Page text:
Next, the malware will try to communicate with .bazar domain C2 servers. Once the C2 has been established, the loader will try to inject its payload into a system process using the process hollowing technique (T1093), which will create a suspended thread, unmap the destination image from memory, allocate new memory in the target process, copy the shellcode into the target process, set the thread context, and resume the process. In the sample analyzed, 1e123a6c5d65084ca6ea78a26ec4bebcfc4800642fec480d1ceeafb1cacaaa83, the loader will first attempt to inject into an “svchost” process, and if injection fails, it will try to inject into the “explorer.exe” process, and if injection fails again as a last-ditch effort the loader will attempt to inject into the “cmd.exe” process. For persistence the loader will create a registry key under “HKEY_LOCAL_MACHINE\Software\Microsoft\Windows NT\CurrentVersion\Winlogon\Userinit”.

The malware uses the Windows API “VirtualAllocExNuma” function to allocate memory for its shellcode to be executed. The “VirtualAllocExNuma” function is used to allocate memory on a NUMA node, which allows for faster execution. The implementation can be seen In Figure 1 below. It is interesting to note that the “VirtualAllocExNuma” function is not commonly used in process injection.

api resolution code

Figure 1. API Resolution and Shellcode Decryption Routines

In Figure 1 above the BazarLoader allocates memory using the uncommon “VirtualAllocExNuma” routine, and then it uses two iterations of the decryption routine to decrypt its shellcode. In the second call to the decrypt function some of the encryption key bytes are changed based on function parameters. In Figure 2 below a representation of the decompiled decrypt routine can be seen importing the encryption key, modifying the encryption key bytes dependent on the parameters passed, and then decrypting the data.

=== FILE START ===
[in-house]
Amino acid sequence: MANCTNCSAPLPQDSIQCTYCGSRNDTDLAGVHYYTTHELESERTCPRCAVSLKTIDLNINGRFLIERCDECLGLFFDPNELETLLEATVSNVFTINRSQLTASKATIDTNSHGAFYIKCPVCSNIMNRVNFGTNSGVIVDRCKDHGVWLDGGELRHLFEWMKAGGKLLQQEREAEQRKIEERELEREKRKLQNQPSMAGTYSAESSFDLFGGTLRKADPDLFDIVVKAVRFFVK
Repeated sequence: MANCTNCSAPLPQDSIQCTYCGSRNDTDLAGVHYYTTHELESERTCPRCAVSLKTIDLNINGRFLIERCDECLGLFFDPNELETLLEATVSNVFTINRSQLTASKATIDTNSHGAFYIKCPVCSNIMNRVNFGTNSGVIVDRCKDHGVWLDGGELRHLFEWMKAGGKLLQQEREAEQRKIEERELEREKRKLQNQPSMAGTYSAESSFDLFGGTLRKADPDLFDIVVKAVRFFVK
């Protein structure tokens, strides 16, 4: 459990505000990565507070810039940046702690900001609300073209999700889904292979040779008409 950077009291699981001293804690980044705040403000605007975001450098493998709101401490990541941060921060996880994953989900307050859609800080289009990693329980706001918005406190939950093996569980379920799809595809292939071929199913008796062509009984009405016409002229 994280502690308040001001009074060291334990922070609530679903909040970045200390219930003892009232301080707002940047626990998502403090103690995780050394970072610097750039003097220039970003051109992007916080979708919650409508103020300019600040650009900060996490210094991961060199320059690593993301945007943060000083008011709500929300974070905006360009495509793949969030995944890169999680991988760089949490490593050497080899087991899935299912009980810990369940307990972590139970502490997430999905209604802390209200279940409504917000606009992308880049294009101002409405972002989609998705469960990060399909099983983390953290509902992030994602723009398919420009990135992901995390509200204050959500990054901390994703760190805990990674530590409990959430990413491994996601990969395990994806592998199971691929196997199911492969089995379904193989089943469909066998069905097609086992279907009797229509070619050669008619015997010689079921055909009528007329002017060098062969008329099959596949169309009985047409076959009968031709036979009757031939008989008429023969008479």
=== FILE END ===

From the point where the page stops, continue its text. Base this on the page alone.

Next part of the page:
decryption routine

Figure 2. Decryption Routine

The BazarLoader authors have created dozens of decryption routines, and with almost each string including APIs, DLLs, and C2s there is a once per use unique decryption routine. An example of multiple decryption routines can be seen in Figures 3, 4, 5 and 6 below.

decryption routine

Figure 3. Decryption Routine

decryption routine

Figure 4. Decryption Routine

decryption routine

Figure 5. Decryption Routine

The loader uses the same decryption technique described above to resolve the API calls it uses during execution. The Windows API resolution can be seen in Figure 6 below.

Windows API resolution

Figure 6. Windows API Resolution

For injection, the malware resolves APIs from the ntdll.dll after it loads from disk and checks that there are no inline hooks within its function, that could be created for example by AV software that tracks those API calls.

The targeted processes for injection can be seen in Figure 7 below.

targeted svchost, explorer and cmd Windows processes

Figure 7. Targeted svchost, explorer, and cmd Windows Processes


The BazarLoader injection code can be seen in Figure 8 below.

BazarLoader injection procedure screen shot

Figure 8. BazarLoader Injection Procedure

The load order of APIs called in the injection procedure is:

The obfuscated C2 servers are decrypted in the function shown in Figure 9 below.

obfuscated C2 servers decrypted

Figure 9. C2 Domains forgame[.]bazar and bestgame[.]bazar